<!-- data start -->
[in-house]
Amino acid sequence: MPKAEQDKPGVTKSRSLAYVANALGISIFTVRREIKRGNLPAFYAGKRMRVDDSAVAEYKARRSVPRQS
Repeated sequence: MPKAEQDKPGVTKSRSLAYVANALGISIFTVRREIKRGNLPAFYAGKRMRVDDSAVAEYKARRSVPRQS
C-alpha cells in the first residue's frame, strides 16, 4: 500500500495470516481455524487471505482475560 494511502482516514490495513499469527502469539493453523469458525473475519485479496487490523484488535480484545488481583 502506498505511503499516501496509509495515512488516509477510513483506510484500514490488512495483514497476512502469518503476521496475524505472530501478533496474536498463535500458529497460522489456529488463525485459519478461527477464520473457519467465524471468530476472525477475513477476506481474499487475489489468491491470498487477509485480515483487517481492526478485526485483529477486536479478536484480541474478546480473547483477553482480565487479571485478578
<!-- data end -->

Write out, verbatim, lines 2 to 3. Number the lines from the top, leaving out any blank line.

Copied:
Amino acid sequence: MPKAEQDKPGVTKSRSLAYVANALGISIFTVRREIKRGNLPAFYAGKRMRVDDSAVAEYKARRSVPRQS
Repeated sequence: MPKAEQDKPGVTKSRSLAYVANALGISIFTVRREIKRGNLPAFYAGKRMRVDDSAVAEYKARRSVPRQS